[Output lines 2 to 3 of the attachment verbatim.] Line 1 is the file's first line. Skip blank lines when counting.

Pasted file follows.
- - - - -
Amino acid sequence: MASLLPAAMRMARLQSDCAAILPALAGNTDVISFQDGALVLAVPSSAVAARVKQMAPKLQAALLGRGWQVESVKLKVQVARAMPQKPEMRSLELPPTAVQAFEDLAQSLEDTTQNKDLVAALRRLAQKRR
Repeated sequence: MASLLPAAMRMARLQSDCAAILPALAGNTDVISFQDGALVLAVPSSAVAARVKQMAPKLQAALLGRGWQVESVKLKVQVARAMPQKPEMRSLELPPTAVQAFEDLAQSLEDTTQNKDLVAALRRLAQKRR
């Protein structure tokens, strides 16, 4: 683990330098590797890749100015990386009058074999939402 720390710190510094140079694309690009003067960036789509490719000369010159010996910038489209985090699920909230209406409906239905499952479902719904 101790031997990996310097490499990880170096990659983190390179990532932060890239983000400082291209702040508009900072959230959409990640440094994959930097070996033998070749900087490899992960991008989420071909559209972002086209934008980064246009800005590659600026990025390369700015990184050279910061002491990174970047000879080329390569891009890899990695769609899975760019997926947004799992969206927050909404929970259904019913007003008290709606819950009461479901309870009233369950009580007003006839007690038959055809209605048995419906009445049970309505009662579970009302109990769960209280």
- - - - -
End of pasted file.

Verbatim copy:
Repeated sequence: MASLLPAAMRMARLQSDCAAILPALAGNTDVISFQDGALVLAVPSSAVAARVKQMAPKLQAALLGRGWQVESVKLKVQVARAMPQKPEMRSLELPPTAVQAFEDLAQSLEDTTQNKDLVAALRRLAQKRR
């Protein structure tokens, strides 16, 4: 683990330098590797890749100015990386009058074999939402 720390710190510094140079694309690009003067960036789509490719000369010159010996910038489209985090699920909230209406409906239905499952479902719904 101790031997990996310097490499990880170096990659983190390179990532932060890239983000400082291209702040508009900072959230959409990640440094994959930097070996033998070749900087490899992960991008989420071909559209972002086209934008980064246009800005590659600026990025390369700015990184050279910061002491990174970047000879080329390569891009890899990695769609899975760019997926947004799992969206927050909404929970259904019913007003008290709606819950009461479901309870009233369950009580007003006839007690038959055809209605048995419906009445049970309505009662579970009302109990769960209280």